“India lacks collaboration between public-funded and private-funded players at various stages of development, such as product validation and entry into market,” said Vijayaraghavan.

In the U.S. for example, early-stage development involves research collaboration and financial or investment collaboration among academia and industry, he observed. “But when firms work in isolation and do not pool together, as in the case of India, then they take a longer time to develop and market a product.”

Small Indian firms require support in three critical areas: core infrastructure as most small Indian companies cannot afford to build all the core infrastructure required; intellectual property rights regulation; and skilled human resources, said Vijayaraghavan.

The mission hopes to enhance infrastructure by offering access to a common technology and validation platform to help conduct pilot studies, safety studies and product validation studies.

Development of biosimilars – one of the mission’s main goals – has been the focus of the Indian biotech industry in recent years, and industry analysts have been pointing out the need for more collaboration in the biosimilars segment.

The ASSOCHAM-Sathguru white paper released in 2016 said that India was very well placed to tap into the biosimilars opportunities expected in the next 15 years, with its domestic market poised to grow to $40 billion by 2030, against a backdrop of an expected $240 billion growth in the global market by 2030.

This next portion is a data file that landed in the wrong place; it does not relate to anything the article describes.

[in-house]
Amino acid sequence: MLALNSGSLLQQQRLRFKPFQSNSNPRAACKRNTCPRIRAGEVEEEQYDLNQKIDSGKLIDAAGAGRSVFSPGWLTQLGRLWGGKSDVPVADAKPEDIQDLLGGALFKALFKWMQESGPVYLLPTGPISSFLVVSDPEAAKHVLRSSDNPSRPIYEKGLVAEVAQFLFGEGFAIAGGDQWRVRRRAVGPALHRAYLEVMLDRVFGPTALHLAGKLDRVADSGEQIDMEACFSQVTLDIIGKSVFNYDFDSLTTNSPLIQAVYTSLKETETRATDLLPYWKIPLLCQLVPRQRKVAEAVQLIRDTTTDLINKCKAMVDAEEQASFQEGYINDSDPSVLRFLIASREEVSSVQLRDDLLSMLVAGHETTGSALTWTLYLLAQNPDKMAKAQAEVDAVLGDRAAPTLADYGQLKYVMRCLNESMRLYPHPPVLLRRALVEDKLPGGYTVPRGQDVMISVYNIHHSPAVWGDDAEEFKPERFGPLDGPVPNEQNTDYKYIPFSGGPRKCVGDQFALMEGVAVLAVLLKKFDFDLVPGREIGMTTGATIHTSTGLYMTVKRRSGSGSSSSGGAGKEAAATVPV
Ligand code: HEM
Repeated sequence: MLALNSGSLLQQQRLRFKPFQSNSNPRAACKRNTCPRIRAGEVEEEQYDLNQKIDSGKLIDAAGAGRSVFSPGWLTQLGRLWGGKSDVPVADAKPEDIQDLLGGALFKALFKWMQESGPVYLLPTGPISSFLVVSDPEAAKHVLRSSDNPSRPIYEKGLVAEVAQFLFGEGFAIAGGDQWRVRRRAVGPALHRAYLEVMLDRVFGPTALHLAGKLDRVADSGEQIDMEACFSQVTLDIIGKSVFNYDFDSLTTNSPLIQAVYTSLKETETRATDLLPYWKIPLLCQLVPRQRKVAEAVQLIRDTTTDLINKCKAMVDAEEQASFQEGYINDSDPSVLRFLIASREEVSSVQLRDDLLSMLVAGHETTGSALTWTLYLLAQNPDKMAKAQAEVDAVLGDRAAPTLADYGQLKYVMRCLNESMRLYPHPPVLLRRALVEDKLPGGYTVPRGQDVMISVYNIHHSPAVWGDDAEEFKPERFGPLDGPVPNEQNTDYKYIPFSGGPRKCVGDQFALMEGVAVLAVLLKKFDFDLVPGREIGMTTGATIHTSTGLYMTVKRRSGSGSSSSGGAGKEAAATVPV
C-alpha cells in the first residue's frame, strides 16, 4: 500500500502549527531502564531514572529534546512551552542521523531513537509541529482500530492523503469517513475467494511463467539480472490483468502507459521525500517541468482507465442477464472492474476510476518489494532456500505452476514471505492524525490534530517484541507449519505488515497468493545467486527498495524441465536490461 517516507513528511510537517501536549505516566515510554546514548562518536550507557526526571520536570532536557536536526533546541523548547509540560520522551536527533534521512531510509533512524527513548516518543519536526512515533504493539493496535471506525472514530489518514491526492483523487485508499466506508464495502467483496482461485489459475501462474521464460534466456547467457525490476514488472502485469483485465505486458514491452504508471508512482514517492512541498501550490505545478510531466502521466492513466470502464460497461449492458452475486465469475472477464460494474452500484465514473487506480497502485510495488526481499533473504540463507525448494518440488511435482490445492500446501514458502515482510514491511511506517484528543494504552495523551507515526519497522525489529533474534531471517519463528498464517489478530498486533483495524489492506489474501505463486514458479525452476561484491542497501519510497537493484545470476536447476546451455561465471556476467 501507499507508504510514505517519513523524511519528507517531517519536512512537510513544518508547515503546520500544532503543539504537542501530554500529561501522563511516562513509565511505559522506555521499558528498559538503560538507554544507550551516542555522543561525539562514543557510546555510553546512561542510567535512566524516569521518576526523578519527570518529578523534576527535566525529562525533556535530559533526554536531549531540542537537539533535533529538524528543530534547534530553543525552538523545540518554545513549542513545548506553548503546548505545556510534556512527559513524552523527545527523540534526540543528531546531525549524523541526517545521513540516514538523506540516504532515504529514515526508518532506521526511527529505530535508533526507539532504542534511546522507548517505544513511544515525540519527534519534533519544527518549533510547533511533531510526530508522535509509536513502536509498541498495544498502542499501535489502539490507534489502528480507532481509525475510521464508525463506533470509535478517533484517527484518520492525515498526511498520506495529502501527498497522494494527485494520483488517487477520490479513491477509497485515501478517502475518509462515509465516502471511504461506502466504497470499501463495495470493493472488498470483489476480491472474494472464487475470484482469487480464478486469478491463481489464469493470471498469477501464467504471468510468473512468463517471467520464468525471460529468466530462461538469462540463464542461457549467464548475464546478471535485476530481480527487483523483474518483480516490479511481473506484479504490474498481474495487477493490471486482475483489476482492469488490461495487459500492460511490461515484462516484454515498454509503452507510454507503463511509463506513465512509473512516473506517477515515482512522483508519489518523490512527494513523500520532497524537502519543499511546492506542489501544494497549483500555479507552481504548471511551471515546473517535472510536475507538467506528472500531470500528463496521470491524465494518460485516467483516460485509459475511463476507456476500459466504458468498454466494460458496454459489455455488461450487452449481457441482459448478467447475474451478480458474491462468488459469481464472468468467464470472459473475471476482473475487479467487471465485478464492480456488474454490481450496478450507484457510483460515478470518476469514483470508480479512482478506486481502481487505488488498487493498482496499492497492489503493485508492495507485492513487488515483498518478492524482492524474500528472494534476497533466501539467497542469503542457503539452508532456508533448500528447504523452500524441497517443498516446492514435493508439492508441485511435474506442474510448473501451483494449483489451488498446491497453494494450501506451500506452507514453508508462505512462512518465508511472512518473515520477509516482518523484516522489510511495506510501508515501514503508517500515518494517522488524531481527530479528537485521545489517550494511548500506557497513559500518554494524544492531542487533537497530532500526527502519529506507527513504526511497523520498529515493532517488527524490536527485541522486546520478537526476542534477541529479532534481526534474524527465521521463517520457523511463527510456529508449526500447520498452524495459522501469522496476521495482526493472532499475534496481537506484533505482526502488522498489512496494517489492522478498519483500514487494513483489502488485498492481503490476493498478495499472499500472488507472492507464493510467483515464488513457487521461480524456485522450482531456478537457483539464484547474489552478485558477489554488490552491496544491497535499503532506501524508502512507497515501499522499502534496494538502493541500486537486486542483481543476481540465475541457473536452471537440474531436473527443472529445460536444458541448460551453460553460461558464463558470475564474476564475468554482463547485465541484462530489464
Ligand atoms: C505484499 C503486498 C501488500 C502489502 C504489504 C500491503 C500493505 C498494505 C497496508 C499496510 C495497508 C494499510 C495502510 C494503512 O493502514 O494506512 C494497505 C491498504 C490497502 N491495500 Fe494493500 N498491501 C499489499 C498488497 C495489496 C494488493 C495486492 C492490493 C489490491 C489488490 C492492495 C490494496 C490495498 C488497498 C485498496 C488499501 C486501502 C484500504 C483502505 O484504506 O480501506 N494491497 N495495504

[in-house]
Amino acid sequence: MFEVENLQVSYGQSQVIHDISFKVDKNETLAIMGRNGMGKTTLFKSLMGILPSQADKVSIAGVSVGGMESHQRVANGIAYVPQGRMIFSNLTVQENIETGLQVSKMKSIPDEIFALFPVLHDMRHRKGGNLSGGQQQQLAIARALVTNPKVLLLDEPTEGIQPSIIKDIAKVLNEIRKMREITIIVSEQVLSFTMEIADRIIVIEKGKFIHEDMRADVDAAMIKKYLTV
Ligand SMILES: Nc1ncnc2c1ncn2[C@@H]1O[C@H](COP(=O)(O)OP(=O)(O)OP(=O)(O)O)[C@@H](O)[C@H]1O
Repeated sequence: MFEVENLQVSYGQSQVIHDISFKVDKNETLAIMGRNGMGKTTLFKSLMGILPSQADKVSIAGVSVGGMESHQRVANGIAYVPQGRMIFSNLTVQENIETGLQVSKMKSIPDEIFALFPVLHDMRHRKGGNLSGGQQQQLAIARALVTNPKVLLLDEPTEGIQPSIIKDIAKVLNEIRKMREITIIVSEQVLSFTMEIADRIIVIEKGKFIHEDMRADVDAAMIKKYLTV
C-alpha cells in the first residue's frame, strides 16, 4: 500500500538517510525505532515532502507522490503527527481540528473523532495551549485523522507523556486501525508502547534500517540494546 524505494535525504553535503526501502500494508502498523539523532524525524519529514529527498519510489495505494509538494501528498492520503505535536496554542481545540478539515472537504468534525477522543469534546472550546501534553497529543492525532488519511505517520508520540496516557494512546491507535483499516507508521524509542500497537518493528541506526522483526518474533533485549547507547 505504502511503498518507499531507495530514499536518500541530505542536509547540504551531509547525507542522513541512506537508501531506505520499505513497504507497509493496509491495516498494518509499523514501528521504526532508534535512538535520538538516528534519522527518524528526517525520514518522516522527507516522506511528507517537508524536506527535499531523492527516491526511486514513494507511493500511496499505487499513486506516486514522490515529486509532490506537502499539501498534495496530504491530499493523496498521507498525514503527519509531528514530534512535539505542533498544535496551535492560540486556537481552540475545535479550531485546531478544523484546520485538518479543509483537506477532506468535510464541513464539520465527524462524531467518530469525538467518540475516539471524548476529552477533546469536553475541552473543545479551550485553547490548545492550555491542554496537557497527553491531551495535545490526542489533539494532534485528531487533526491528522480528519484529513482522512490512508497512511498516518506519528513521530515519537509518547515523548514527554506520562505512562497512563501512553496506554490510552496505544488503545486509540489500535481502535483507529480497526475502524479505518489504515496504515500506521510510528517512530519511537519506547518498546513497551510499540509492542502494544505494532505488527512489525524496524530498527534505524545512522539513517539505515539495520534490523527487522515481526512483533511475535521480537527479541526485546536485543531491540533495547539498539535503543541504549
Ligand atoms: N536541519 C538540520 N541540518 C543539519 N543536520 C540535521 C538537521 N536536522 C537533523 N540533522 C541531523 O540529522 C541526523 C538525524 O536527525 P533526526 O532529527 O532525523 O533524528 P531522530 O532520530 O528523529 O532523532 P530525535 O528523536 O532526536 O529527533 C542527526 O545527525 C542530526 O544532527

The Indian biosimilars segment has built a strong foundation that requires appropriate commercial strategies and policy environment to succeed.

Several Indian firms such as Dr. Reddy’s Laboratories Ltd., Hyderabad; Biocon Ltd., Bangalore; ZydusCadila Healthcare, Ahmedabad; Intas Pharmaceuticals Ltd., Ahmedabad; AurobindoPharma Ltd., Hyderabad; and others have already made concerted investments and are at an advantageous position to participate in this lucrative market.

But there is a need for collaboration to accelerate time to market, the paper noted. These include asset-level collaborations for technology access which could accelerate time to market and global competitiveness; and risk-sharing co-investment collaborations, both with multinationals as well as with Indian companies, to break market barriers in developed countries.

India’s new biopharma mission was launched amidst a generally positive outlook for the sector in the country. The latest December 2016 Moody’s report, for example, said that Indian pharmaceutical companies would continue to seek growth through the acquisition of overseas assets in two years, aimed at deepening their geographic and product diversity, and increasing their presence in developed and emerging markets.

“The drive for overseas expansion comes amid global pharmaceutical industry consolidation, as drug companies look to boost their product and pipeline diversity, scale and pricing power,” said the Moody’s report, adding that it expects Indian companies to be interested in competing assets or drugs that come up for sale as a result of industry consolidation.